***"For we preach not ourselves, but Christ Jesus the Lord; and ourselves your servants for Jesus’ sake" (2 Cor. 4:5).
***"Therefore let all the house of Israel know assuredly, that God hath made that same Jesus, whom ye have crucified, both Lord and Christ" (Acts 2:36).
***"The word which God sent unto the children of Israel, preaching peace by Jesus Christ: He is Lord of all" (Acts 10:36).
What is the significance of the following verses when discussing the Lordship of Jesus?
"That if thou shalt confess with thy mouth the Lord Jesus, and shalt believe in thine heart that God hath raised Him from the dead, thou shalt be saved. For with the heart man believeth unto righteousness; and with the mouth confession is made unto salvation" (Rom. 10:9-10).First of all, verse nine could be translated in this way: "That if thou shalt confess with thy mouth that Jesus is Lord . . ." (same Greek construction as in Phil. 2:11). This verse is teaching that a true believer will confess Jesus Christ as Lord. Notice that when one believes, he confesses (shares his faith in) the Lord Jesus. Just as good works are faith "made visible" (Jam. 2:14-26), so confessing Christ as one's Lord is faith "made audible." Confessing Christ is not a condition of salvation, but the natural result of salvation: "For whosoever shall believe on Him shall not be ashamed" (Rom. 10:11).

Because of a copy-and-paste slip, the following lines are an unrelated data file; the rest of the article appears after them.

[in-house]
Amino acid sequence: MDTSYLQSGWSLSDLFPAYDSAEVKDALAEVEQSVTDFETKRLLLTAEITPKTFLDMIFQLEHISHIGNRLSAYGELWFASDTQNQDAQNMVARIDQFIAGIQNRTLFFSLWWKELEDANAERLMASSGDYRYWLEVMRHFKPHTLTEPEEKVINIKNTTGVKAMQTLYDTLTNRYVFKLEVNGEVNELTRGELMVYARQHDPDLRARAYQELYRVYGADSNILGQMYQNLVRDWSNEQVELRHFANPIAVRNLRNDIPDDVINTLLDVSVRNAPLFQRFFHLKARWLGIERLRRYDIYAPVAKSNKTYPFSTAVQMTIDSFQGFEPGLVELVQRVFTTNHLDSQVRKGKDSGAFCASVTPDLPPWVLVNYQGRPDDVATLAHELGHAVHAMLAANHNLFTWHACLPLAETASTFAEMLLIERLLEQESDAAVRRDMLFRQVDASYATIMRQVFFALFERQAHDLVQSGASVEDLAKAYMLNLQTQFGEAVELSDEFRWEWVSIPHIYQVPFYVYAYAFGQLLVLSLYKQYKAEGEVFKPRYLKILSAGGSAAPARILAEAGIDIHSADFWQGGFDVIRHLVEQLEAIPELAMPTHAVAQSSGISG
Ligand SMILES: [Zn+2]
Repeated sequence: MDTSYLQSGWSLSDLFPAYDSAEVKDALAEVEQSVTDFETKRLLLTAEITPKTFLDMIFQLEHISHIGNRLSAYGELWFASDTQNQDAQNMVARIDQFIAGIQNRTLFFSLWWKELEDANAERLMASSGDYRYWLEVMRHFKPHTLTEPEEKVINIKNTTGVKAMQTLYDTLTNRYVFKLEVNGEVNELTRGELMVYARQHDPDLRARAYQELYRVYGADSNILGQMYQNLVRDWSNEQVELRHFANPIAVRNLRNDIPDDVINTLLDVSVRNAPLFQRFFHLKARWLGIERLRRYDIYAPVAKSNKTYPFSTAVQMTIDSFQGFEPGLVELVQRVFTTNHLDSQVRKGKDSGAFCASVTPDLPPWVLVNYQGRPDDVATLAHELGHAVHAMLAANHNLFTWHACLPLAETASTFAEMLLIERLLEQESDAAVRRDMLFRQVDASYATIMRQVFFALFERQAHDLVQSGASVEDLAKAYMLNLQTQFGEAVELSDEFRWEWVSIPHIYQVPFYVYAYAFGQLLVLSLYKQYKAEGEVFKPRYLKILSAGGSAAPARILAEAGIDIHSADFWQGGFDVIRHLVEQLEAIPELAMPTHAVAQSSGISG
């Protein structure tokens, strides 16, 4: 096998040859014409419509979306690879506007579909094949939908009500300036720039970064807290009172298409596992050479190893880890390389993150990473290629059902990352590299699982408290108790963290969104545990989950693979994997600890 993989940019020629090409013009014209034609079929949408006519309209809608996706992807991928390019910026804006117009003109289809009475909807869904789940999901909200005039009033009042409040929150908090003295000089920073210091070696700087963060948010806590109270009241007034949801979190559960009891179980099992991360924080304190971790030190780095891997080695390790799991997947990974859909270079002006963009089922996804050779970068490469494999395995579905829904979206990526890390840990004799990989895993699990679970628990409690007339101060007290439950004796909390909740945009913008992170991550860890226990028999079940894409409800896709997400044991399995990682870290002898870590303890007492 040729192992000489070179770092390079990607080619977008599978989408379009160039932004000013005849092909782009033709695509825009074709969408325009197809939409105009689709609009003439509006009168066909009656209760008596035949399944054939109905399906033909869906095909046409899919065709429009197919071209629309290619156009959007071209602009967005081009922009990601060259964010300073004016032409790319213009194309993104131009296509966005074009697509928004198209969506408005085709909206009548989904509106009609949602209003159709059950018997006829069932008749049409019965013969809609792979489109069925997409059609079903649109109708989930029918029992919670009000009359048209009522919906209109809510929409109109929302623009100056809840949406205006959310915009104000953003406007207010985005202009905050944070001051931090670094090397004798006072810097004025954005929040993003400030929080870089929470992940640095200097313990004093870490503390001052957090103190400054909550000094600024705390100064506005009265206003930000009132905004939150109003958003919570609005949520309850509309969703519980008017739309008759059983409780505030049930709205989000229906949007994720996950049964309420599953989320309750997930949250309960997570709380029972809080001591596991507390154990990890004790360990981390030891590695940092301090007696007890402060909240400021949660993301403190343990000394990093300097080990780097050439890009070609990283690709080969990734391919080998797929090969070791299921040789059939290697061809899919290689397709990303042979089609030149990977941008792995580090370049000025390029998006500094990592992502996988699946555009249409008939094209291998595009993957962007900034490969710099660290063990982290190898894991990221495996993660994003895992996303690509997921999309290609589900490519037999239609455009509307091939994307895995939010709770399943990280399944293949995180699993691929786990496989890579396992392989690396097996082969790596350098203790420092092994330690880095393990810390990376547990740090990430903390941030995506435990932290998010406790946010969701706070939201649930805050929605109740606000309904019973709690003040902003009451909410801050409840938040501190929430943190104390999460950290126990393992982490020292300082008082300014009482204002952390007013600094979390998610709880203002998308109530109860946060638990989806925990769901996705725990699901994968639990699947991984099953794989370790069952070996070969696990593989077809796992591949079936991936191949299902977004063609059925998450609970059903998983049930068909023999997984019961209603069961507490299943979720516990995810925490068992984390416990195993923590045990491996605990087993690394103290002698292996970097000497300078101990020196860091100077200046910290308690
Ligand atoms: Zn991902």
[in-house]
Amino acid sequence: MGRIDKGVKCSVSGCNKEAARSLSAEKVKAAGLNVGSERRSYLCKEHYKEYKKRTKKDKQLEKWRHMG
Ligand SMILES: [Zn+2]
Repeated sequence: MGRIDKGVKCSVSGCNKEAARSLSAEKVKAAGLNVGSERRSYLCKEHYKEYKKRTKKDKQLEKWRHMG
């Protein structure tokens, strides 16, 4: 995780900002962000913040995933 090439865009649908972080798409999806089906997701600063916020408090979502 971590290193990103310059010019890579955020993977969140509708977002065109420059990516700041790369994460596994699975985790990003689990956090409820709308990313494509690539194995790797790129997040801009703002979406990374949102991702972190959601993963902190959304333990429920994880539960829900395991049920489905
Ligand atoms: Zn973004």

The true believer confesses Christ as Lord. Many who are opposed to "Lordship salvation" argue that what the person is confessing is Christ’s deity, not His Lordship. They understand "Lord" in Romans 10:9 to be equivalent to "Jehovah," the name exclusively used of the true God, and translated "LORD" over six thousand times in the Old Testament. The fallacy of that argument is that it suggests a saved person must recognize Jesus is God, but not necessarily recognize or acknowledge His Lordship. That argument does not carry much weight for the following reason: If Jesus Christ is truly GOD (and He is), then He must be Lord also. If He is God—the supreme, all powerful Creator (and He is)—then He must have absolute authority over all His creatures. That is, He must be Lord. If He is God (and He is), then He must be Lord also. The two titles go hand in hand. You cannot have one without the other. If He is Lord at all, He must be the Creator-God. If He is the Creator-God, then He rightfully must be Lord. It would be foolish for a person to say, "I acknowledge Him as Deity, as my Creator-God, but I reject Him as my Lord."